The brutal disease has been equally traumatic on the couple’s family, which includes the Keebles’ two other daughters, 20-year-old Emily and 18-year-old Molly, and their dogs Alfie, Kai and Beau.
Yet Dave Keeble refuses to wallow in self pity.
“I’m not gonna sit in the corner and cry about it,” he said.
Still, he added wryly, “Never take for granted scratching an itch on your butt.”
That he has to rely on others for help is frustrating, he said.
Keeble, for instance, no longer can feed or dress himself.
The family handles those chores. Medical bills add more stress on the family surviving on Sharon Keeble’s earnings.
They’re grateful to have insurance through the Affordable Care Act but that doesn’t cover everything.
A friend started a GoFundMe page aimed at raising $50,000 “so that the burden of the astronomical costs can be eased,” including converting their bathroom so Sharon Keeble can bathe her husband.
The couple appreciate the support of friends such as Maloney, who had the idea of getting Dave Keeble on a horse again.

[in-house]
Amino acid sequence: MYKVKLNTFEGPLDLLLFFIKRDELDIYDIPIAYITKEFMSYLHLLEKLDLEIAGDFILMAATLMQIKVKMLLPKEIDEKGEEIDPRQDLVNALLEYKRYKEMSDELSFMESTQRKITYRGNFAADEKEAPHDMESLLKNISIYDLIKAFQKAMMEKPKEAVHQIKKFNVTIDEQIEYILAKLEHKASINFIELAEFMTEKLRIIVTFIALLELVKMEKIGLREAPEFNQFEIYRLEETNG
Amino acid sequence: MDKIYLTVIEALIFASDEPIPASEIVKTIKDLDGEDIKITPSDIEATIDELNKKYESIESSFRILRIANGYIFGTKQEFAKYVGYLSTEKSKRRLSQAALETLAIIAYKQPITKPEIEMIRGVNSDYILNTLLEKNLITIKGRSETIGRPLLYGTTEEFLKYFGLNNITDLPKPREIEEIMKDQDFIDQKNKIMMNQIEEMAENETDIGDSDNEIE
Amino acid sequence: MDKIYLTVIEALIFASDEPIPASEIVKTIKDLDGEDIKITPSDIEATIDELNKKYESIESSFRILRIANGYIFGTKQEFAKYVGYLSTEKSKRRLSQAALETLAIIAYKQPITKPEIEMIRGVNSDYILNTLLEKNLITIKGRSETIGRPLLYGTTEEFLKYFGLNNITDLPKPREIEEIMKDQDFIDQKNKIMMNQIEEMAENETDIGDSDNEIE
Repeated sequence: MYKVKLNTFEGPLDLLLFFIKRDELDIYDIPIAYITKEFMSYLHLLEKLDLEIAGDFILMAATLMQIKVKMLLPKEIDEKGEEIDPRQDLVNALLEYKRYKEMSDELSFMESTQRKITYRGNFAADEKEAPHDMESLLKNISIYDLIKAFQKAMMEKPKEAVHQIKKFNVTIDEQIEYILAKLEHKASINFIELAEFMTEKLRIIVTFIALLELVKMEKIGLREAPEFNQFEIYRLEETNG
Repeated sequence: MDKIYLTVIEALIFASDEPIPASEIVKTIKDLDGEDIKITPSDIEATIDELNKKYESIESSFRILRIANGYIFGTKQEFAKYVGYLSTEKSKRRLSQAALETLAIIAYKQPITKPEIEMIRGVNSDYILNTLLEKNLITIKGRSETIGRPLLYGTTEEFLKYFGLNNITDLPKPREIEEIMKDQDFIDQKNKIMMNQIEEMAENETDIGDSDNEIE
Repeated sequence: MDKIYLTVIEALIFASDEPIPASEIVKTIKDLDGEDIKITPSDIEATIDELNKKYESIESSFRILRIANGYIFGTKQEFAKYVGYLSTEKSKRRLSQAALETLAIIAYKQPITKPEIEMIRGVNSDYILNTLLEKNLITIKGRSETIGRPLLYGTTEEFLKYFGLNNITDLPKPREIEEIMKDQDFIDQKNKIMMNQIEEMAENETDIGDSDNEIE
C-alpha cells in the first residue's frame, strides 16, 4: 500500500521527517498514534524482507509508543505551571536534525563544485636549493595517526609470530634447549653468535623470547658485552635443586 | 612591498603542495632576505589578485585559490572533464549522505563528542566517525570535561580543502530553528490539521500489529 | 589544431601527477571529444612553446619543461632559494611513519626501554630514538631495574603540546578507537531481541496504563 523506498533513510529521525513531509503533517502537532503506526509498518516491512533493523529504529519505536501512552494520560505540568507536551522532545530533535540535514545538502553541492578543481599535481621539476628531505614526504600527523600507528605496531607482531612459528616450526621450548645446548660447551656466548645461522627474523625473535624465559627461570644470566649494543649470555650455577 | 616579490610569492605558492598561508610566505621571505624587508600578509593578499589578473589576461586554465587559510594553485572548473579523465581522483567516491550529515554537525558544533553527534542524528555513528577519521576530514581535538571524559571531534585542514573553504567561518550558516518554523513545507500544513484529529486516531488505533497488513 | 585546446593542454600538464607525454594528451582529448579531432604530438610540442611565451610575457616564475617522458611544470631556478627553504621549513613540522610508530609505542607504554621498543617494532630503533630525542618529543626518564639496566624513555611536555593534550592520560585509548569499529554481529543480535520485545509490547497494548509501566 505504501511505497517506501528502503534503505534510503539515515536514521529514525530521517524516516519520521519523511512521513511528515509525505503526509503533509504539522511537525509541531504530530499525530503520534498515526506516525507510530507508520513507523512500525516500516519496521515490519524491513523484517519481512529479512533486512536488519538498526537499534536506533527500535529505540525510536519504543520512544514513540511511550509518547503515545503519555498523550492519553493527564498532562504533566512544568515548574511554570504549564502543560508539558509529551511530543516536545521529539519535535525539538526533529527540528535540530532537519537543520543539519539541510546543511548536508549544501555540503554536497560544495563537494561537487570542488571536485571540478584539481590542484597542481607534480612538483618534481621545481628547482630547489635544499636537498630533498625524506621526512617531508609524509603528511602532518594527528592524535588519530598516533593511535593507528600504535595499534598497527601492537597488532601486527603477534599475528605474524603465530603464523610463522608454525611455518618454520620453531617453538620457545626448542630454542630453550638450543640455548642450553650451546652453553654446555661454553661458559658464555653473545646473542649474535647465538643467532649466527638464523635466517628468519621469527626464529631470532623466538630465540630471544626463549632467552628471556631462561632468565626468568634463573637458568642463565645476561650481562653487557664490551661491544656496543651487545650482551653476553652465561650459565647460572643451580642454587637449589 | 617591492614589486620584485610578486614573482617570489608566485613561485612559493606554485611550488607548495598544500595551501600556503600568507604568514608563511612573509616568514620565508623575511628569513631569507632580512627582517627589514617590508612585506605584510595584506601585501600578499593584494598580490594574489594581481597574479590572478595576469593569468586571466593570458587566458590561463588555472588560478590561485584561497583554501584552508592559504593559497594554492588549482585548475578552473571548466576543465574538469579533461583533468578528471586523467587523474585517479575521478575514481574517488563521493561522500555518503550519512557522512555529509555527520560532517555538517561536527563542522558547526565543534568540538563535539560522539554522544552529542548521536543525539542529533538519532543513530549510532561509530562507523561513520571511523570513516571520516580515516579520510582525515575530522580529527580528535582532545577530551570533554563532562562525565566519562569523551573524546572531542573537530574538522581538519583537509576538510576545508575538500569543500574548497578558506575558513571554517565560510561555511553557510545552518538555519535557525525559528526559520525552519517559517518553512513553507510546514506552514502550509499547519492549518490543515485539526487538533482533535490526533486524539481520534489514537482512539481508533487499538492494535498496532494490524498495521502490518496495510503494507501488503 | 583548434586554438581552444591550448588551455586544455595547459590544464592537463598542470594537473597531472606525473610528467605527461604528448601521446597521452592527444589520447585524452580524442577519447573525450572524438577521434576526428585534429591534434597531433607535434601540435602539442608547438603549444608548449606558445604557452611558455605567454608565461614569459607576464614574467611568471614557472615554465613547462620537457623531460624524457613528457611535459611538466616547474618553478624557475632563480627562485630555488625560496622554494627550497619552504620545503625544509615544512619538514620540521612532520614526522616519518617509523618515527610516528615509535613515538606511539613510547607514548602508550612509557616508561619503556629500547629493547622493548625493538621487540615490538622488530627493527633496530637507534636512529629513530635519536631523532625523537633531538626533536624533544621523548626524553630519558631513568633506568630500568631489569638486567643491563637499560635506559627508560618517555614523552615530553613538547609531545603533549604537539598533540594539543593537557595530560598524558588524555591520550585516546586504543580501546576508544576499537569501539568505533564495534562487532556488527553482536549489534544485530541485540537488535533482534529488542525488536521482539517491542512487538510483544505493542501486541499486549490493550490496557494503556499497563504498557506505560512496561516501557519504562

“What have you done, Lisa?” Keeble asked in deadpan when his wife pulled up to Maloney’s home.
The sight of several cars — people who showed up to help or cheer him on — told him something was up. One of those on hand, Christy Spencer, 67, of Davenport called Keeble a “fantastic rider.”
“It’s so hard to see him like this because he was so outgoing, constantly doing things,” she said.
Keeble said he has been fond of horses since he was 10 or 11 growing up in England, when he received free riding lessons in exchange for helping to load hay at a stable.
He trained his kids and others how to ride when he lived in England and later in Central Florida, where the family moved in 2005.